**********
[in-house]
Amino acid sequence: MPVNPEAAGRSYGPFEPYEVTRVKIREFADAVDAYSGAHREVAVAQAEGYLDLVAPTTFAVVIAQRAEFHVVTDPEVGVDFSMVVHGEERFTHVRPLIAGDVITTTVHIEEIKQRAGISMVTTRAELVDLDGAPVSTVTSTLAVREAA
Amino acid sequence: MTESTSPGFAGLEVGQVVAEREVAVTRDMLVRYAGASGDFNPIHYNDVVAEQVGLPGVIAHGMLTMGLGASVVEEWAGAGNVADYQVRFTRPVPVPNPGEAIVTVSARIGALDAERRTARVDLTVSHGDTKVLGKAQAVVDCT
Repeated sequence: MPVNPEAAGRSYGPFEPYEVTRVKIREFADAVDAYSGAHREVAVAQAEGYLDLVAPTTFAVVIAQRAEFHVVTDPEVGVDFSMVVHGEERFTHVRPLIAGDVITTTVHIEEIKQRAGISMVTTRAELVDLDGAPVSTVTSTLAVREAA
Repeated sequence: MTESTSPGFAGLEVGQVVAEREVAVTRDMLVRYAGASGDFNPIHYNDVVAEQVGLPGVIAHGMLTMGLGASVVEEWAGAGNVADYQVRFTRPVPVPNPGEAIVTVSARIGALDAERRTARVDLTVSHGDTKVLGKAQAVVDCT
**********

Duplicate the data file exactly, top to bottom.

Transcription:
[in-house]
Amino acid sequence: MPVNPEAAGRSYGPFEPYEVTRVKIREFADAVDAYSGAHREVAVAQAEGYLDLVAPTTFAVVIAQRAEFHVVTDPEVGVDFSMVVHGEERFTHVRPLIAGDVITTTVHIEEIKQRAGISMVTTRAELVDLDGAPVSTVTSTLAVREAA
Amino acid sequence: MTESTSPGFAGLEVGQVVAEREVAVTRDMLVRYAGASGDFNPIHYNDVVAEQVGLPGVIAHGMLTMGLGASVVEEWAGAGNVADYQVRFTRPVPVPNPGEAIVTVSARIGALDAERRTARVDLTVSHGDTKVLGKAQAVVDCT
Repeated sequence: MPVNPEAAGRSYGPFEPYEVTRVKIREFADAVDAYSGAHREVAVAQAEGYLDLVAPTTFAVVIAQRAEFHVVTDPEVGVDFSMVVHGEERFTHVRPLIAGDVITTTVHIEEIKQRAGISMVTTRAELVDLDGAPVSTVTSTLAVREAA
Repeated sequence: MTESTSPGFAGLEVGQVVAEREVAVTRDMLVRYAGASGDFNPIHYNDVVAEQVGLPGVIAHGMLTMGLGASVVEEWAGAGNVADYQVRFTRPVPVPNPGEAIVTVSARIGALDAERRTARVDLTVSHGDTKVLGKAQAVVDCT